Tag: ‘SGI-Japan’

RoomRender renders rooms intelligent

08 Dec 2006

RoomRender -- SGI Japan has unveiled an intelligent room system, called RoomRender, that can control the electronics, appliances and hardware in a room based on the spoken commands and emotions of the room's occupants. The company installed the RoomRender system in one of its Tokyo office meeting rooms on December 5. With the cost of RoomRender's basic components estimated at between 5 and 6 million yen ($40K to $50K), the company initially hopes to see the system put to use in company meeting rooms, homes, hotels, hospitals and care facilities.

RoomRender relies on AmiVoice voice recognition technology (developed by Advanced Media) to recognize and analyze spoken commands, enabling the room to close the blinds, turn on the heater, etc. as instructed. When linked with a home entertainment system, RoomRender can be instructed to record TV shows. At present, RoomRender does not have the ability to learn the routines and preferences of its inhabitants, so it has to be told specifically what and when to record, but perhaps one day when RoomRender can predict your behavior, you won't have to tell it to record your favorite show -- it'll just know.

RoomRender also includes features that respond to the mood of its occupants. FeelingWall ? a wall whose colored lights change according to the mood of the people in the room ? relies on Sensibility Technology (developed by SGI and AGI), the same technology used in KOTOHANA, which was developed by SGI Japan and NEC. Like KOTOHANA, FeelingWall interprets emotions based on the intonation and rhythm of voices, adjusting the color and lighting accordingly. RoomRender can also be programmed to control an aroma diffuser, releasing fragrances that correspond to various moods. Features like these mean that if an inhabitant sighs ?I?m tired,? the room can automatically respond by dimming the lights, causing the light of the FeelingWall to pulsate gently, turning on some relaxing background music and emitting a soothing fragrance from the aroma diffuser.

Segway -- SGI, which recently became Segway's official distributor in Japan, is also developing a function that enables RoomRender to control the two-wheeled transportation devices. In the future, RoomRender will be able to send a Segway to an occupant that asks for it, and it will return a Segway to its battery charger when the power starts running low.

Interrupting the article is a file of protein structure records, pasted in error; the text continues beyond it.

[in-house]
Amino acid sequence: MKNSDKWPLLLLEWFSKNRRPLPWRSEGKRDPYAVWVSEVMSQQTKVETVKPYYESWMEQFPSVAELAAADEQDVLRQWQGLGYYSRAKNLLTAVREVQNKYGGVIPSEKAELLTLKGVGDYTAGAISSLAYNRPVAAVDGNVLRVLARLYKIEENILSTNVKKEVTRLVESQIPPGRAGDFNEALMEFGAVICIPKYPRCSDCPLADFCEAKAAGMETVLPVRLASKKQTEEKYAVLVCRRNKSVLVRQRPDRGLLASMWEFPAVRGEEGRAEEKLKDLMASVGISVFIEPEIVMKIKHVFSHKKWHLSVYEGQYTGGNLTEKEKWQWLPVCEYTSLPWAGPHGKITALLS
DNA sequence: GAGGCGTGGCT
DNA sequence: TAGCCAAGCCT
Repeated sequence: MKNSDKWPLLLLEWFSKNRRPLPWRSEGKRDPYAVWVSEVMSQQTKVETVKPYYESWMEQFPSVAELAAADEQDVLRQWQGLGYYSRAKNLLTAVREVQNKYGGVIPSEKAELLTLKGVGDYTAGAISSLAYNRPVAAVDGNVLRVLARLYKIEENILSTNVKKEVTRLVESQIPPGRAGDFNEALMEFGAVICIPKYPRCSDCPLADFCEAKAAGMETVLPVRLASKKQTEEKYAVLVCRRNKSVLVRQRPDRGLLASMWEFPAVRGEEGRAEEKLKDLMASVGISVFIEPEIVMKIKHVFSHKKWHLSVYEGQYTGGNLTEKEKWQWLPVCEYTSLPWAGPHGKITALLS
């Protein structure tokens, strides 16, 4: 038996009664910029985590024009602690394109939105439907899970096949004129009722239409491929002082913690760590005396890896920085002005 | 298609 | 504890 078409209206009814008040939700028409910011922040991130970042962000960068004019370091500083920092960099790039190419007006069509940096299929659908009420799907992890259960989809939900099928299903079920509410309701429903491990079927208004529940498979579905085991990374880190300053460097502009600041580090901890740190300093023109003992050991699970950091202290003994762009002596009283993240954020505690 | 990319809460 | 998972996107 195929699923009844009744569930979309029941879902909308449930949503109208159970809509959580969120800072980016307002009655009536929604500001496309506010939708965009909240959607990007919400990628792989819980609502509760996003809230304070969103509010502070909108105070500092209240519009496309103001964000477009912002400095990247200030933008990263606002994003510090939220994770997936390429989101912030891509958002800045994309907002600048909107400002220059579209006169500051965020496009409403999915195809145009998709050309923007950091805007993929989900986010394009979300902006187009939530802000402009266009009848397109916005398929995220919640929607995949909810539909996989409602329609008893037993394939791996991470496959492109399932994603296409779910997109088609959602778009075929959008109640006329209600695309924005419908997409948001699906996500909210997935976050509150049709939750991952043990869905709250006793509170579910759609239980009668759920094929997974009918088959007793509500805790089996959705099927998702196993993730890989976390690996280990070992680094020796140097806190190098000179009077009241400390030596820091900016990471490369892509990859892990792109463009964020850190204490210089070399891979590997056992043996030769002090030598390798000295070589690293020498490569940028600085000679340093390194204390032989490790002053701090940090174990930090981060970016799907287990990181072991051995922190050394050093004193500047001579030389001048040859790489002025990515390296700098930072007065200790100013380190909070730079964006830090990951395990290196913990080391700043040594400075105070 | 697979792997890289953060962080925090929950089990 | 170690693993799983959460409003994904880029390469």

Unfortunately, this also means you won't be able to use the Segway as an escape vehicle if your relationship with RoomRender suddenly turns sour.

[Source: IT Media]

Petaflops-level supercomputer to be unveiled

20 Jun 2006


On June 19, Japan's Institute of Physical and Chemical Research (Riken), SGI Japan and Intel announced the development of a supercomputer with a theoretical peak performance of 1 petaflops (one million billion floating point operations per second). Known as the MDGRAPE-3 (or the Protein Explorer), the computer system is designed to perform molecular dynamics simulations of such phenomena as non-bonding interactions between atoms.

The system consists of 201 units equipped with 24 of RIKEN?s MDGRAPE-3 LSI chips for molecular dynamics simulation (total of 4,808 chips), which are connected to 64 parallel servers equipped with 256 of Intel's Xeon 5000-series cores and 37 parallel servers equipped with 74 Xeon 3.2 GHz cores.

In the future, RIKEN plans to further upgrade the system with Xeon 5100-series processors (codenamed Woodcrest), and testing is now underway.

The LINPACK Benchmark, which is the standard for the Top 500 List, could not be performed on the system, so the performance cannot be compared directly with the world's other top supercomputers. However, the system's theoretical peak performance of 1 petaflops will set the computer firmly at the top of the list, with a speed about three times that of IBM's BlueGene/L at Lawrence Livermore National Laboratory (currently No.1 on the list).

The system will be unveiled to the public on June 24 at RIKEN's Yokohama laboratory.

[Source: IT Media]

KOTOHANA communicates emotions from afar

03 Mar 2006

NEC, NEC Design and SGI Japan have teamed up to develop KOTOHANA, flower-shaped terminals that use LED light to remotely communicate human emotions.

Each KOTOHANA set consists of two flower-shaped terminals equipped with LEDs that change color according to the emotions of the person who owns the counterpart. Each flower contains a microphone that captures voice data for processing, the results of which are sent via wireless LAN to the other terminal, where it is expressed as LED light.


KOTOHANA's Sensibility Technology (ST) emotion recognition engine, which was developed by SGI Japan with the cooperation of AGI, detects joy, sorrow, calmness and excitement in speech patterns. Happiness is expressed as yellow, sadness as blue, calmness as green, and excitement as red. Changing emotions are expressed through subtle color gradations and variations in light brightness.

The product is still in the prototype stage, with the ST engine running on a separate computer connected to KOTOHANA. NEC plans to showcase KOTOHANA at CeBIT, the international trade show for information and telecommunications technology to be held from March 9 to 15 in Hannover, Germany.

[Source: Yahoo! News Japan via japan.internet.com]